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“The next record I have of Donaldson (performing a hot-air balloon ascension) is at Chicago, IL, July 4, 1872, filling his balloon in Green’s Garden, preparatory to giving Chicagoans a blood-curdling sensation, as they never feel satisfied until they kill someone or have an explosion or conflagration that will startle the world.” – M.L. Amick, History of Donaldson’s Balloon Ascensions
Now that air travel is so dull, it’s hard to imagine a time when people would cram into a theater just to hear about what it was like to go up in a hot air balloon. But Washington Harrison Donaldson would do balloon ascensions by day and pack people into theaters at night just to tell them how it felt to soar above the clouds. And he didn’t just soar – he’d go a mile in the sky and do an aerial act from a trapeze that dangled beneath the balloon. Even now, that sounds pretty damned impressive.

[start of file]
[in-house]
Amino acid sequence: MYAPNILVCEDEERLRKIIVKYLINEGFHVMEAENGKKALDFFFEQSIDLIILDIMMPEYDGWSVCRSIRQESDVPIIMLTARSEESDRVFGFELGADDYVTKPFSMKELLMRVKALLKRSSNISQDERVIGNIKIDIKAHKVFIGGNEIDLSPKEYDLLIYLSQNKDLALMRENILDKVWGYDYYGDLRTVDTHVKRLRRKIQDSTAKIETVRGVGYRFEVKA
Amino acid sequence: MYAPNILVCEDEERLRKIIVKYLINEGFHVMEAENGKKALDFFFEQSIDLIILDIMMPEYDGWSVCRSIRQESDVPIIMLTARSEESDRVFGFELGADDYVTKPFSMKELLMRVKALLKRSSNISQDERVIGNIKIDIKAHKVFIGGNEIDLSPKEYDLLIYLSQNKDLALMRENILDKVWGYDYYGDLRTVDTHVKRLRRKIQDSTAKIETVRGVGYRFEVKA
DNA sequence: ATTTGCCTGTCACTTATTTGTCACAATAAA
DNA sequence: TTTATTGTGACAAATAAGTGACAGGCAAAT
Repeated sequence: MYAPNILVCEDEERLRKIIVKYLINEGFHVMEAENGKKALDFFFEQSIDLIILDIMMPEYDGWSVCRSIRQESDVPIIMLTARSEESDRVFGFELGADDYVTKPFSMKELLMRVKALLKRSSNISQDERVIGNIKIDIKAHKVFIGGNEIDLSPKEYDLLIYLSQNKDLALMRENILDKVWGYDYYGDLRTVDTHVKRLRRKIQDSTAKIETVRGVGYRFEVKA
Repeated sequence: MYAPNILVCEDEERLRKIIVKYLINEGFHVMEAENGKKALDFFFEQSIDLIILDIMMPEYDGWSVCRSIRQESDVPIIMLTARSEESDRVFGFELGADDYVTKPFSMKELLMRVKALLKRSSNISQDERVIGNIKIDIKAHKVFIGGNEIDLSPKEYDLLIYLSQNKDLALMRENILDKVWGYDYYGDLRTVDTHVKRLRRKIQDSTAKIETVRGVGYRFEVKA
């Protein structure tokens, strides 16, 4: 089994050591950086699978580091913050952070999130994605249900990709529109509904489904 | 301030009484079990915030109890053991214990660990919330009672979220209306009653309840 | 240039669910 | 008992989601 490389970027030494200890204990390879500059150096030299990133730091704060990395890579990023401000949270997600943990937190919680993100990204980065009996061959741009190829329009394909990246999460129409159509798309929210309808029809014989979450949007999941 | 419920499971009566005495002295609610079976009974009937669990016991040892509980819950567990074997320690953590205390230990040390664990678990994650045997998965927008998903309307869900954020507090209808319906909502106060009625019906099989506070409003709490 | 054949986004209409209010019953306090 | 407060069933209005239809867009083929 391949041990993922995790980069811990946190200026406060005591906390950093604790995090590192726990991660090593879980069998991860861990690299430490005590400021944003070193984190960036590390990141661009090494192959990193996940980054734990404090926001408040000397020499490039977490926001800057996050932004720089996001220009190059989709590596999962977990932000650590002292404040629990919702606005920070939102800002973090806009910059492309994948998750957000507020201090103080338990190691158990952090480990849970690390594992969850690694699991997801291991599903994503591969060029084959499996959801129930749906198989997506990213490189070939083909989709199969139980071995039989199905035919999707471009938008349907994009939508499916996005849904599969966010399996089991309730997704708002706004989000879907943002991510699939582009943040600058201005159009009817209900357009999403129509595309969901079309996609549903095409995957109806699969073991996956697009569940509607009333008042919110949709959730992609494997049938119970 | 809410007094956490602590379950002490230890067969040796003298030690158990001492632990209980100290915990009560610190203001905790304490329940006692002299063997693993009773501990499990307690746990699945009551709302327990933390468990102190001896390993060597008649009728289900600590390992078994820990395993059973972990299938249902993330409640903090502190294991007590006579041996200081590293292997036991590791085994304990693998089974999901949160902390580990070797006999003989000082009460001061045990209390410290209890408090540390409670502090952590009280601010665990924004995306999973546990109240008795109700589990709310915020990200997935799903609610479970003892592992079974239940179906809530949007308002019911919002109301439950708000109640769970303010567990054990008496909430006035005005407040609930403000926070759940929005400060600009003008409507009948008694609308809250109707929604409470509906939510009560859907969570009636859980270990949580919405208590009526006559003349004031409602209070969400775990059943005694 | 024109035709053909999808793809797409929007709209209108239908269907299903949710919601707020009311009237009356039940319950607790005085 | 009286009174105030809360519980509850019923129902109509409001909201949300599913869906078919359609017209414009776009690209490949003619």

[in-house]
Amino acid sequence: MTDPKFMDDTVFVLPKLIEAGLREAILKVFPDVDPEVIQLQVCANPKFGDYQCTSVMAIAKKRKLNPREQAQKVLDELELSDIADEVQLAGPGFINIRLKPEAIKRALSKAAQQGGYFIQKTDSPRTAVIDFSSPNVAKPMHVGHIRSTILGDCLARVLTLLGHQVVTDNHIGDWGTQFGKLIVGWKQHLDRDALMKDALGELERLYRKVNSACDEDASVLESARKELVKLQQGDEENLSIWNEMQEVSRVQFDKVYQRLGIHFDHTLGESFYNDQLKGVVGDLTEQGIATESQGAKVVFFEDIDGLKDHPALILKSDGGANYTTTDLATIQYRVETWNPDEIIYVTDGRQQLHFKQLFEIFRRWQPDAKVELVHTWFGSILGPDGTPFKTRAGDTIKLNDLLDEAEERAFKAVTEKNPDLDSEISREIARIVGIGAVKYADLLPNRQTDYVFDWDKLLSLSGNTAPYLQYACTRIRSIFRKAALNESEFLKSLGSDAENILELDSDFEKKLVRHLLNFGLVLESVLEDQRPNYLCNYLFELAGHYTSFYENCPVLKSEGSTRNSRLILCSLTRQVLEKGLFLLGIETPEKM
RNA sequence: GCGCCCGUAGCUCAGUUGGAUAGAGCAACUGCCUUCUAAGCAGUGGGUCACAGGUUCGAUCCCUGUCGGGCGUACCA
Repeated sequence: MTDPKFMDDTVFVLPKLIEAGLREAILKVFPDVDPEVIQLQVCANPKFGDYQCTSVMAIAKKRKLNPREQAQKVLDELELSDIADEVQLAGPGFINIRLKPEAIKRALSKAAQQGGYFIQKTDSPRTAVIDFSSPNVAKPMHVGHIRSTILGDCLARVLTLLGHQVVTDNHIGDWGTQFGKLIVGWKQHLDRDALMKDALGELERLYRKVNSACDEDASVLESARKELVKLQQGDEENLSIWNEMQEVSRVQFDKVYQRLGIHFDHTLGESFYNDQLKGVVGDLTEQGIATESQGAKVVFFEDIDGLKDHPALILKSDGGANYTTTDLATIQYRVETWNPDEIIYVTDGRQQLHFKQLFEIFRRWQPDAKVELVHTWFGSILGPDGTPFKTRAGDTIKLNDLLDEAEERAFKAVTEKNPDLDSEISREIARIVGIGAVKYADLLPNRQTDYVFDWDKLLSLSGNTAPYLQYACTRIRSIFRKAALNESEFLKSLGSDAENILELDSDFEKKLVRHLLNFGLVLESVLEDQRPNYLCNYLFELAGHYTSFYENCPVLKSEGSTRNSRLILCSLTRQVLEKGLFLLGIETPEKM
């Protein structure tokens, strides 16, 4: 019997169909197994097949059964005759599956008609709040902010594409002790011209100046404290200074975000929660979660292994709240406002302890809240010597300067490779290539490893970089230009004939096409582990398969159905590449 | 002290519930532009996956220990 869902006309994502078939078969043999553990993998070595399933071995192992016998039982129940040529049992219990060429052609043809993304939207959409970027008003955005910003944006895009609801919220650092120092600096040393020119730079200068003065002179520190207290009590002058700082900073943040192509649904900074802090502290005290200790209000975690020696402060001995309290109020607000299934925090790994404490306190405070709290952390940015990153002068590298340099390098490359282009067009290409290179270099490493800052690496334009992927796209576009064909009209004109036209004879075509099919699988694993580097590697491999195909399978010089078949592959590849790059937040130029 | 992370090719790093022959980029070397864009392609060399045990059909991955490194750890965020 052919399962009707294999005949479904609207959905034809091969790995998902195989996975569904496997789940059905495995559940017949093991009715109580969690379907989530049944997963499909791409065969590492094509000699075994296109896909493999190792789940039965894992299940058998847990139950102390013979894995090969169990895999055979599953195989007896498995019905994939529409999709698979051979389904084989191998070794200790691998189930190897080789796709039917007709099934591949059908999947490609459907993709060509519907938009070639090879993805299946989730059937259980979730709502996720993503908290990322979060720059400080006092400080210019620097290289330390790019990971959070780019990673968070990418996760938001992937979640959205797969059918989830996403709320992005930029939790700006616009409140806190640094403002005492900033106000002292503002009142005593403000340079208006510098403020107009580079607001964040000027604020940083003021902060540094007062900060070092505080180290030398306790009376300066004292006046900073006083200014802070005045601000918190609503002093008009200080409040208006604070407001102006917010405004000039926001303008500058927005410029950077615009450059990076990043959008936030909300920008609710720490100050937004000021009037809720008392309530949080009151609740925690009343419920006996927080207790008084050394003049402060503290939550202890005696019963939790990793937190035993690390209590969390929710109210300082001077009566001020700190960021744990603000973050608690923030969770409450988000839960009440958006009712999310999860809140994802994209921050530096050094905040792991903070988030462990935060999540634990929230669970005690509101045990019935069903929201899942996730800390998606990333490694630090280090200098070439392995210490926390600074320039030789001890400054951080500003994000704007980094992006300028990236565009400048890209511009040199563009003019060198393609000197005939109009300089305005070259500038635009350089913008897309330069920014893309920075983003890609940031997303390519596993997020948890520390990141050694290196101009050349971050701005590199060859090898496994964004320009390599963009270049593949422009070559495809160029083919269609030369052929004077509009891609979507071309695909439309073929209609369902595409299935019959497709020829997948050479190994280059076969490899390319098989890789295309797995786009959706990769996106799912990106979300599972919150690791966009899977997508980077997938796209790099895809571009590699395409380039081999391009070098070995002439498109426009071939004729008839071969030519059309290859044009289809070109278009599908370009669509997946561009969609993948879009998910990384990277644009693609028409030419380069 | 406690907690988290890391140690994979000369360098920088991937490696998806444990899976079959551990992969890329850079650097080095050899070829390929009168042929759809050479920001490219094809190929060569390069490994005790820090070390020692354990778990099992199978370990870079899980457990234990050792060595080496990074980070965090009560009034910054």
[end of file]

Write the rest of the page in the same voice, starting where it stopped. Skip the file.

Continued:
Donaldson came to Chicago twice – once in July of 1872, and again in July of 1875. His fourth Chicago “ascension” would prove to be his last; he and a Chicago Evening Journal reporter perished (presumably) when the balloon was lost in a storm over Lake Michigan.
On the podcast, I tell about Donaldson, read accounts of the Fourth of July celebrations from 1872, discuss rumors that he miraculously survived, tell how he described the city as it appeared from above only months after the Great Chicago Fire, and even chat a bit about a real-life Bad Bad Leroy Brown who terrorized the south side of Chicago back in 1900. What, exactly, became of Donaldson’s balloon is one of Chicago’s lesser-known unsolved mysteries (in that the wreckage was never found); don’t forget to check out our upcoming Unsolved Mystery Tour. Roll up!
Check out a recent book on Donaldson: